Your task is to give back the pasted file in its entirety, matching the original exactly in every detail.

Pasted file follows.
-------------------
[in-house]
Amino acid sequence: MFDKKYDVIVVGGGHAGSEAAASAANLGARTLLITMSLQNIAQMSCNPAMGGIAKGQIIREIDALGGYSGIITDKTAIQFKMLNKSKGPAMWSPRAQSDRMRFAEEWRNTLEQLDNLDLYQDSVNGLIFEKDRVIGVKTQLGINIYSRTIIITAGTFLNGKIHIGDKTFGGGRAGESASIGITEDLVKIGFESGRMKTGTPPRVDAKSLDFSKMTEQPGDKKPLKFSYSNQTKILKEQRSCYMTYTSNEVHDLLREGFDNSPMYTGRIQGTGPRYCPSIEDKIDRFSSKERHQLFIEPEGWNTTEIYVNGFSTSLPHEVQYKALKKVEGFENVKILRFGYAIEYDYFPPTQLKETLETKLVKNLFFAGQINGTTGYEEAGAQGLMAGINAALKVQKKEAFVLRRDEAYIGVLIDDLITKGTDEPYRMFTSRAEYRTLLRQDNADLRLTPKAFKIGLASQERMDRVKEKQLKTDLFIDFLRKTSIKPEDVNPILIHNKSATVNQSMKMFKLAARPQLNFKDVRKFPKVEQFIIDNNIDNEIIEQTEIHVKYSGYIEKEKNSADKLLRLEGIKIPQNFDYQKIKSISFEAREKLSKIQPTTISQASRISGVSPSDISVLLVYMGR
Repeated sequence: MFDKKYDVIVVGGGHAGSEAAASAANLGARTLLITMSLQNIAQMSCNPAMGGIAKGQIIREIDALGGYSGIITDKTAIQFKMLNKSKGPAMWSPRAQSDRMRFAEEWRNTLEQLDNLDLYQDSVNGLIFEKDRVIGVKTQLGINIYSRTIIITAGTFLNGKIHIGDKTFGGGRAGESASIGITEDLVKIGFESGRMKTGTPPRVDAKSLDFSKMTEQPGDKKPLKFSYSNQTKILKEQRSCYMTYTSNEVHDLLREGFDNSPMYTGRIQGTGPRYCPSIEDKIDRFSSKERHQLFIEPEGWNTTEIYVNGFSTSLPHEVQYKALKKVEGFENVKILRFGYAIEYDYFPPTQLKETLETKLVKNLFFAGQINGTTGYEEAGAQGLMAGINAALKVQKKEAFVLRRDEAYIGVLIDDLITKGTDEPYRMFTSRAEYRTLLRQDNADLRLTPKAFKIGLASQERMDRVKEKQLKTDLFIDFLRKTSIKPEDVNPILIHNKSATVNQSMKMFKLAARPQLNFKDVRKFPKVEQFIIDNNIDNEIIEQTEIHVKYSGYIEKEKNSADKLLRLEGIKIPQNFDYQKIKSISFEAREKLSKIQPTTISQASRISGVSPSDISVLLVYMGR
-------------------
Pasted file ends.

[in-house]
Amino acid sequence: MFDKKYDVIVVGGGHAGSEAAASAANLGARTLLITMSLQNIAQMSCNPAMGGIAKGQIIREIDALGGYSGIITDKTAIQFKMLNKSKGPAMWSPRAQSDRMRFAEEWRNTLEQLDNLDLYQDSVNGLIFEKDRVIGVKTQLGINIYSRTIIITAGTFLNGKIHIGDKTFGGGRAGESASIGITEDLVKIGFESGRMKTGTPPRVDAKSLDFSKMTEQPGDKKPLKFSYSNQTKILKEQRSCYMTYTSNEVHDLLREGFDNSPMYTGRIQGTGPRYCPSIEDKIDRFSSKERHQLFIEPEGWNTTEIYVNGFSTSLPHEVQYKALKKVEGFENVKILRFGYAIEYDYFPPTQLKETLETKLVKNLFFAGQINGTTGYEEAGAQGLMAGINAALKVQKKEAFVLRRDEAYIGVLIDDLITKGTDEPYRMFTSRAEYRTLLRQDNADLRLTPKAFKIGLASQERMDRVKEKQLKTDLFIDFLRKTSIKPEDVNPILIHNKSATVNQSMKMFKLAARPQLNFKDVRKFPKVEQFIIDNNIDNEIIEQTEIHVKYSGYIEKEKNSADKLLRLEGIKIPQNFDYQKIKSISFEAREKLSKIQPTTISQASRISGVSPSDISVLLVYMGR
Repeated sequence: MFDKKYDVIVVGGGHAGSEAAASAANLGARTLLITMSLQNIAQMSCNPAMGGIAKGQIIREIDALGGYSGIITDKTAIQFKMLNKSKGPAMWSPRAQSDRMRFAEEWRNTLEQLDNLDLYQDSVNGLIFEKDRVIGVKTQLGINIYSRTIIITAGTFLNGKIHIGDKTFGGGRAGESASIGITEDLVKIGFESGRMKTGTPPRVDAKSLDFSKMTEQPGDKKPLKFSYSNQTKILKEQRSCYMTYTSNEVHDLLREGFDNSPMYTGRIQGTGPRYCPSIEDKIDRFSSKERHQLFIEPEGWNTTEIYVNGFSTSLPHEVQYKALKKVEGFENVKILRFGYAIEYDYFPPTQLKETLETKLVKNLFFAGQINGTTGYEEAGAQGLMAGINAALKVQKKEAFVLRRDEAYIGVLIDDLITKGTDEPYRMFTSRAEYRTLLRQDNADLRLTPKAFKIGLASQERMDRVKEKQLKTDLFIDFLRKTSIKPEDVNPILIHNKSATVNQSMKMFKLAARPQLNFKDVRKFPKVEQFIIDNNIDNEIIEQTEIHVKYSGYIEKEKNSADKLLRLEGIKIPQNFDYQKIKSISFEAREKLSKIQPTTISQASRISGVSPSDISVLLVYMGR